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Friday, June 27, 2008

Gødland #19-23 -- I caught up with Joe Casey and Tom Scioli's Gødland this evening, having read the first three trade paperbacks a few months ago. It's to Casey and Scioli's credit that I could pick the story up easily (three metacosmic weirdos are destroying Las Vegas while Archer and Crashman are trapped inside the Infinity Tower by General Brigg and the government).

Scioli mentioned in a recent interview with Tom Spurgeon that he's been evolving his style, and that is wildly apparent in this run of issues; the Kirby stylings are all but gone (as even the unnamed letters-page author admits), and I missed them, but I gazed in wide wonder, to quote a phrase, at the wild leaps and bounds his visual style has made. The brutal and bizarre battle of Archer and Maxim the cosmic dog versus the three oddballs -- Ed, Supra and some joke on the word "ego" or another -- is a fantastic blend of Scioli's pop art fundamentals with what looks to me like mid-period Frank Miller Moebius pastiche, right down to what I think is an homage to a scene from Ronin. An homage that shows just how far this title has come in a visual sense.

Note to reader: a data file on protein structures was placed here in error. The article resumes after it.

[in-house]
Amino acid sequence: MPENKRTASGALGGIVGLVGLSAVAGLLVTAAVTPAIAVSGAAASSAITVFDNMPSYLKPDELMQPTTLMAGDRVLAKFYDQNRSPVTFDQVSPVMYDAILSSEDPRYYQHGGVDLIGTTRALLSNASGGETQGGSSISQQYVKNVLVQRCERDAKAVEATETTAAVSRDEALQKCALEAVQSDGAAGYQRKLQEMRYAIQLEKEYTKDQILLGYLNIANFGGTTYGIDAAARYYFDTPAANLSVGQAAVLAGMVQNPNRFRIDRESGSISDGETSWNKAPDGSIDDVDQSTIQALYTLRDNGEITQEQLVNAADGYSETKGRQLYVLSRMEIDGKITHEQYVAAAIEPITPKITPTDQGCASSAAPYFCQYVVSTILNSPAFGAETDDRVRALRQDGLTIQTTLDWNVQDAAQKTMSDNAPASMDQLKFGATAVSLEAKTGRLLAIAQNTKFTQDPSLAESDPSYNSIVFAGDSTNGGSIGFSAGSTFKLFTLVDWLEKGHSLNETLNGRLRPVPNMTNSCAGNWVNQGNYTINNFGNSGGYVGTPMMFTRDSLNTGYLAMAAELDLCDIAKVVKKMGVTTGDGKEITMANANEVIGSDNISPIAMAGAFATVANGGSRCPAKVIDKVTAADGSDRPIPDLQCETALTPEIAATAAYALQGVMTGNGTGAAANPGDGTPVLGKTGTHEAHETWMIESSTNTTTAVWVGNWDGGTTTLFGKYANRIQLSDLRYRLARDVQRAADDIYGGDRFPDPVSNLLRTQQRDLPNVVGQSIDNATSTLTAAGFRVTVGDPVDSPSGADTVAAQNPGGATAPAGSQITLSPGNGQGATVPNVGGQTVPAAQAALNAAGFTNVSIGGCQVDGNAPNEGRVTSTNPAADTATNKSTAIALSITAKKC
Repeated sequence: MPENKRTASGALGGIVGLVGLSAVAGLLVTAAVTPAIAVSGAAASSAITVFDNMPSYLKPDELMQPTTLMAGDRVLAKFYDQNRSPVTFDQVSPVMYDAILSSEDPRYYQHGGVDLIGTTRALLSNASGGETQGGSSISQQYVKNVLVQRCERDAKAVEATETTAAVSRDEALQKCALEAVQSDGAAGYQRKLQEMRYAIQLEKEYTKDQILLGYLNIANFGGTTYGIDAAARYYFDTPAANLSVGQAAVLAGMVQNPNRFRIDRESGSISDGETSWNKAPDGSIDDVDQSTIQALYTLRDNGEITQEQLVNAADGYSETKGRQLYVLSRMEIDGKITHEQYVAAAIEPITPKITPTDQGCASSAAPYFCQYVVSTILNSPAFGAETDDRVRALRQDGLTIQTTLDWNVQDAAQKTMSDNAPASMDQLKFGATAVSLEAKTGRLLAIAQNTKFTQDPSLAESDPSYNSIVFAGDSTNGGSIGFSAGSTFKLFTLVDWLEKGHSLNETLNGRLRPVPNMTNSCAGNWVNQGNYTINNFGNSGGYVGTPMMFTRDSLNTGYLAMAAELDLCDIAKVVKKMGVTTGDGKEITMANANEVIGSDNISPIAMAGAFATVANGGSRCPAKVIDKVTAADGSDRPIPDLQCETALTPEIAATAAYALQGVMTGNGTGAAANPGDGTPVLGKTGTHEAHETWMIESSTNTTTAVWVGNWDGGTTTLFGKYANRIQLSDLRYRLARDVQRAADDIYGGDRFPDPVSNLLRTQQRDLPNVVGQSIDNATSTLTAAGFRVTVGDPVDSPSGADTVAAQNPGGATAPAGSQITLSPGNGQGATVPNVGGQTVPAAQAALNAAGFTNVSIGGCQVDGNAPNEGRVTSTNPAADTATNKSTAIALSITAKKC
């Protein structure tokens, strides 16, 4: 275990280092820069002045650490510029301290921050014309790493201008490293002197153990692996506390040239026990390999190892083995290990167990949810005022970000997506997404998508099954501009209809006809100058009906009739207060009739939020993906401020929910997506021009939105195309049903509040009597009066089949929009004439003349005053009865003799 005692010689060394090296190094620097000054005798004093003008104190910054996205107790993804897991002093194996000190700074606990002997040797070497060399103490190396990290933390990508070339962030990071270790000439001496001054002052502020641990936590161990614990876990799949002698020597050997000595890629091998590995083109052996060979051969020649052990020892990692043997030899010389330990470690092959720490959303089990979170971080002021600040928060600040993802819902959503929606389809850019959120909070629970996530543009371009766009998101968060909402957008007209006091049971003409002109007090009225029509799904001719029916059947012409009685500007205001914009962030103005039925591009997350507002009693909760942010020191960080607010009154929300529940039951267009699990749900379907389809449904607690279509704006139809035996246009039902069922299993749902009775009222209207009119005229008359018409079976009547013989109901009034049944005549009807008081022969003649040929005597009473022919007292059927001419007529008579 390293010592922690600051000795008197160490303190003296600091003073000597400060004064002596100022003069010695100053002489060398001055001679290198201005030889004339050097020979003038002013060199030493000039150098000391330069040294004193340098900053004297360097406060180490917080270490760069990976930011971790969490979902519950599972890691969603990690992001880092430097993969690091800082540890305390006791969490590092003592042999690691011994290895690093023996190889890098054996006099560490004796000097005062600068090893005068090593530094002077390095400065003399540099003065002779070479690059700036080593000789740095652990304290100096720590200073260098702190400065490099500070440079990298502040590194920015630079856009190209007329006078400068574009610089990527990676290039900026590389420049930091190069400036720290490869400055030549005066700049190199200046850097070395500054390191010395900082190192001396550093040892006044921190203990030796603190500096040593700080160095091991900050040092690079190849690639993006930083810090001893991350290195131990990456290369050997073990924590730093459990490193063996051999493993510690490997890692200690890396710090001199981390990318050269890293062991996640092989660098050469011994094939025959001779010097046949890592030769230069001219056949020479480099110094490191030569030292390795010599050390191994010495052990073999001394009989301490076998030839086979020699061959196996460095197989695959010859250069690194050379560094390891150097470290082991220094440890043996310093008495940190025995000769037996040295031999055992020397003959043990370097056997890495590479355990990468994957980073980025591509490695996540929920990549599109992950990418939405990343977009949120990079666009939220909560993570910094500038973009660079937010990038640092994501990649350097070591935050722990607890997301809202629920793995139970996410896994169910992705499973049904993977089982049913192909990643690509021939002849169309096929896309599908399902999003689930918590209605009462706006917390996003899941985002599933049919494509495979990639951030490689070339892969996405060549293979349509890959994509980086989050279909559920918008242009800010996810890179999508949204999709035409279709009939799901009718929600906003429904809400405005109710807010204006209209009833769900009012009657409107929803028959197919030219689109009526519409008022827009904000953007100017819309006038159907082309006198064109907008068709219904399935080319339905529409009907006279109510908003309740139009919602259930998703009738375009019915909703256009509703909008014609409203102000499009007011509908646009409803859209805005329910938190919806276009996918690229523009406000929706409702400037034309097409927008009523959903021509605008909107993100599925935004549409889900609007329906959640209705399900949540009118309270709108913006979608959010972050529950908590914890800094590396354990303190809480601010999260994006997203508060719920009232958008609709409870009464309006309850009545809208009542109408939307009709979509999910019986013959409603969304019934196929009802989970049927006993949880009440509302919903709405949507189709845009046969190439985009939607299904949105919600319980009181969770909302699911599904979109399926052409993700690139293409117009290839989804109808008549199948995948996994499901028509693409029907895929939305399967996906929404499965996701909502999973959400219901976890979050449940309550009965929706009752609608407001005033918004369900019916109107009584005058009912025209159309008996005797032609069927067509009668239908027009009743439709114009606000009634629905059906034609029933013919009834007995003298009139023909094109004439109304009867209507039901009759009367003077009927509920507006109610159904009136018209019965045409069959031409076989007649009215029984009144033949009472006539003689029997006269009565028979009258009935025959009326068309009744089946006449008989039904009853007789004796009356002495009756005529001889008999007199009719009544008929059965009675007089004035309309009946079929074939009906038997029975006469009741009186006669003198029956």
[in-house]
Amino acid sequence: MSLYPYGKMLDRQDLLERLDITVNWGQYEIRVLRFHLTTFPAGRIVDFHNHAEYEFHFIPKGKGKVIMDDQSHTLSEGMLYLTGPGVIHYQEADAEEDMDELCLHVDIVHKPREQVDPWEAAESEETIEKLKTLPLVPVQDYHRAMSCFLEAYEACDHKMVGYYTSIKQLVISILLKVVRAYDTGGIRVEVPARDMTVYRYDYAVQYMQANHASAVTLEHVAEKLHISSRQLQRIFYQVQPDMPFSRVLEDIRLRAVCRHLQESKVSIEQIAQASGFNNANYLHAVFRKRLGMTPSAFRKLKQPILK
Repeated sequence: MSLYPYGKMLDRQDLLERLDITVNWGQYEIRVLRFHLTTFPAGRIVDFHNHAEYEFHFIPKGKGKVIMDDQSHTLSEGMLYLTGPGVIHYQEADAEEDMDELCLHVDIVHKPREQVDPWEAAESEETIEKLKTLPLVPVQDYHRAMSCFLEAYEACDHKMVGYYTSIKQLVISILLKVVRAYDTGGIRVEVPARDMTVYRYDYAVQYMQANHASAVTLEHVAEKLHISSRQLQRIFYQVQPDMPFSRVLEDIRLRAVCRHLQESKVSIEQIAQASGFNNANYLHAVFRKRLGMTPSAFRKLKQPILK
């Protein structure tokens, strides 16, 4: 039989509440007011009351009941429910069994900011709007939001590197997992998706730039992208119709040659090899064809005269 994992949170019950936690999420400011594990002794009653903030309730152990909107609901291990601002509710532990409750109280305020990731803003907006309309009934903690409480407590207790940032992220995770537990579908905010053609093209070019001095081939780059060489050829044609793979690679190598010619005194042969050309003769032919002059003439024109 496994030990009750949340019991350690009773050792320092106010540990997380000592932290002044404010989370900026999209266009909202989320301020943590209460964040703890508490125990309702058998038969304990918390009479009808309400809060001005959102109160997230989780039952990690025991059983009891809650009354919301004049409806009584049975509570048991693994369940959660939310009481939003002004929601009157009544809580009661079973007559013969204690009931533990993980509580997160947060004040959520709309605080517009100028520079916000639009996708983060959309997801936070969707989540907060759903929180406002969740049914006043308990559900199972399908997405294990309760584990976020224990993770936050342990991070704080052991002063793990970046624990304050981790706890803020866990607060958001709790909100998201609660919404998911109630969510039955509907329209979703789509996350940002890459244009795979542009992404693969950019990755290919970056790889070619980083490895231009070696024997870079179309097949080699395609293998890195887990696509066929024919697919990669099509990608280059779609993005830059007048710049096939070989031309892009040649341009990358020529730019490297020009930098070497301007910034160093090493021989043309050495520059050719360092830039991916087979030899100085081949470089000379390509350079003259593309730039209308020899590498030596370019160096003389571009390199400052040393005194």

Casey's writing continues to be a pleasing mix of comic book basics with tossed-off bits evoking Moore/Morrison detours into strange dimensions; an editor really is needed to catch the minor typos here and there, from the misuse of the apostrophe-d version of "its" to small, niggling errors that momentarily took me out of the altogether psychedelic (if not psychoactive) goings-on. But the plot and the dialogue are sterling examples of just how damned good Casey can be at his best, and the most recent issue concludes with a deliciously traditional sci-fi take on the cosmic reset button and the nagging sense that things ain't quite what they used to be.

Don't deny yourself the vast world of comics pleasure that is Gødland; you can probably enjoy any single issue about as much as any other, but taken altogether, to date the series is 23 issues of the most spectacular 21st century (if not 22nd) superhero comics storytelling you can possibly imagine. With a Journey gag that just won't quit in one issue, to boot. "Escape," indeed.



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